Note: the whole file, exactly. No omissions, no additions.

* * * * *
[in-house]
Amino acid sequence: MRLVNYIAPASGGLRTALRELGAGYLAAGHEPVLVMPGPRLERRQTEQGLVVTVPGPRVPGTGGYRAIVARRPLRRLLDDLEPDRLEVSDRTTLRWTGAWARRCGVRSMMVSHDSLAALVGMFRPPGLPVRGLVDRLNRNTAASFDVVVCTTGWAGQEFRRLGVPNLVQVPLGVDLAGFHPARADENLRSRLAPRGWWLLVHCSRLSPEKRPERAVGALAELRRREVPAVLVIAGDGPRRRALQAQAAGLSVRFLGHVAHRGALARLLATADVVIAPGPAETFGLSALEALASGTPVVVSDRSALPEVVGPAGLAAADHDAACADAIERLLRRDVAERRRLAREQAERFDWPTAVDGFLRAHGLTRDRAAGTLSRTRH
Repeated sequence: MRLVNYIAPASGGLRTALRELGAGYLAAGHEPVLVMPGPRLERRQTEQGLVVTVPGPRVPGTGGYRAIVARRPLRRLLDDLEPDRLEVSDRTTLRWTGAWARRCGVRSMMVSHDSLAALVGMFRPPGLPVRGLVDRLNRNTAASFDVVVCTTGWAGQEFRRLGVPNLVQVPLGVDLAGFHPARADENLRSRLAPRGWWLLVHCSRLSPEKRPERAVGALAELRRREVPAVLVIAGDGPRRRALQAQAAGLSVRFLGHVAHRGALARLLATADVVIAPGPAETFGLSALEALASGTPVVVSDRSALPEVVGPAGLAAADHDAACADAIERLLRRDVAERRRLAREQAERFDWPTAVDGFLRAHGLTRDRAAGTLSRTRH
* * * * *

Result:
[in-house]
Amino acid sequence: MRLVNYIAPASGGLRTALRELGAGYLAAGHEPVLVMPGPRLERRQTEQGLVVTVPGPRVPGTGGYRAIVARRPLRRLLDDLEPDRLEVSDRTTLRWTGAWARRCGVRSMMVSHDSLAALVGMFRPPGLPVRGLVDRLNRNTAASFDVVVCTTGWAGQEFRRLGVPNLVQVPLGVDLAGFHPARADENLRSRLAPRGWWLLVHCSRLSPEKRPERAVGALAELRRREVPAVLVIAGDGPRRRALQAQAAGLSVRFLGHVAHRGALARLLATADVVIAPGPAETFGLSALEALASGTPVVVSDRSALPEVVGPAGLAAADHDAACADAIERLLRRDVAERRRLAREQAERFDWPTAVDGFLRAHGLTRDRAAGTLSRTRH
Repeated sequence: MRLVNYIAPASGGLRTALRELGAGYLAAGHEPVLVMPGPRLERRQTEQGLVVTVPGPRVPGTGGYRAIVARRPLRRLLDDLEPDRLEVSDRTTLRWTGAWARRCGVRSMMVSHDSLAALVGMFRPPGLPVRGLVDRLNRNTAASFDVVVCTTGWAGQEFRRLGVPNLVQVPLGVDLAGFHPARADENLRSRLAPRGWWLLVHCSRLSPEKRPERAVGALAELRRREVPAVLVIAGDGPRRRALQAQAAGLSVRFLGHVAHRGALARLLATADVVIAPGPAETFGLSALEALASGTPVVVSDRSALPEVVGPAGLAAADHDAACADAIERLLRRDVAERRRLAREQAERFDWPTAVDGFLRAHGLTRDRAAGTLSRTRH